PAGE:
We will start by seeing the logical impact they would have on government. Elves live virtually forever. Logically, this would make them ideal advisors to the short-lived emperor, as they would have seen everything that has happened going back centuries or millennia. Fortunes raised by the elven merchants would not be split between children or broken up by death. Trade agreements between elves could provide steady incomes for millennium. Thus, the elves could easily become the mercantile class and many would be able to buy their way into the human aristocracy. They would also be dominant mages. A massive empire providing constant security to its citizens would allow an elven mage to literally spend several centuries intently studying magic with precious little interruption. The emperor is merely a puppet, perhaps even charmed, to his immensely wealthy and powerful advisors. The elves are slowly, being eternal and thus rarely in a rush, and surely becoming the masters of the empire. They are the most trusted advisors; the emperor is merely a mouthpiece for the elves in charge. They produce the most wonderful magics, expanding the knowledge of magic and dominating the colleges and guilds of wizardry. The elves are the rising merchant class; wealth and power flow into their coffers. They are expanding into the nobility, buying lower titles from impoverished or heirless families but it can't be too long before they advance into the upper aristocracy. This is an empire that could provide some interesting adventuring and a rather unique society, dominated by urban elves. Perhaps the elves are in the process of building a utopian society, acting as the guiding light for the humans. The PC's could; for example, battle plots by jealous and evil humans who regard the elves as threats.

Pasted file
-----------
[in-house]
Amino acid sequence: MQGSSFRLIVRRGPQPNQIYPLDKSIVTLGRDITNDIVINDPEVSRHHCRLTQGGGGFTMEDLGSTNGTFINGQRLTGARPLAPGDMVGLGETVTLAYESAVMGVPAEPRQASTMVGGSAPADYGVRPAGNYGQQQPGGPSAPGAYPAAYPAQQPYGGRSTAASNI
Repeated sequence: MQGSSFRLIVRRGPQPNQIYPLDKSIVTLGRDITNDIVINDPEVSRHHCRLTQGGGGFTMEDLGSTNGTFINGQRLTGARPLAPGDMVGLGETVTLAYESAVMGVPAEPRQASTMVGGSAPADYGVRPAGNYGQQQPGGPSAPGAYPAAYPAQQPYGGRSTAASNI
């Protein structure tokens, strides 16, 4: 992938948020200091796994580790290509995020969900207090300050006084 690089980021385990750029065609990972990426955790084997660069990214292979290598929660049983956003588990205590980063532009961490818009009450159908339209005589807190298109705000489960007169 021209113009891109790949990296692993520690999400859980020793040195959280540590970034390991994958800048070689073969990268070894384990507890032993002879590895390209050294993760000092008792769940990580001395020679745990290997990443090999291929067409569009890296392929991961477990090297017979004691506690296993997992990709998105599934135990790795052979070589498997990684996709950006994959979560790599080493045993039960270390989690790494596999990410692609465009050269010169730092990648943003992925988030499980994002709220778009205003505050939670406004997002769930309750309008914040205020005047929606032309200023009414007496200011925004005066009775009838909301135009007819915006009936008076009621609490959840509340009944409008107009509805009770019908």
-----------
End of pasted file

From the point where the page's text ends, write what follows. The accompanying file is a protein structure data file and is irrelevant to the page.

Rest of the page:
What if this does not yield the result we were aiming for? After all, I was planning on an empire with a strong human emperor, not an oligarchy of elven advisors. We have three choices here. First, we can scrap what we have and start anew. Perhaps the elves are only 3% of the population and only live in a few Themes on the outskirts of the empire. They would not be the mercantile or the political powerhouses they are in our initial extrapolation. I want these elves to be more integrated into society though so I will disregard that option in this instance. The second choice is to maintain this timeline, but start our campaign earlier on it, perhaps only 100 or 200 years after the elves migration into the empire. The elves are still assimilating into human society. They are just beginning their new trades and urban lifestyles. Remember, to someone who has lived for over a thousand years, it can take a while to change your lifestyle. This campaign could center on why the elves have chosen to enter the empire and give up their sylvan lifestyles or why the empire would want this massive migration to occur in the first place. While this option provides some interesting ideas worth fleshing out, we will take the third option in this case. The third option is to take what we have and accept it as part of the past for the empire and then follow a path of extrapolation that will lead to the empire as we initially envisioned it; the elves as a powerful part of the cultural and financial life of the empire, but with the humans, and the emperor in particular, in absolute political control of the empire.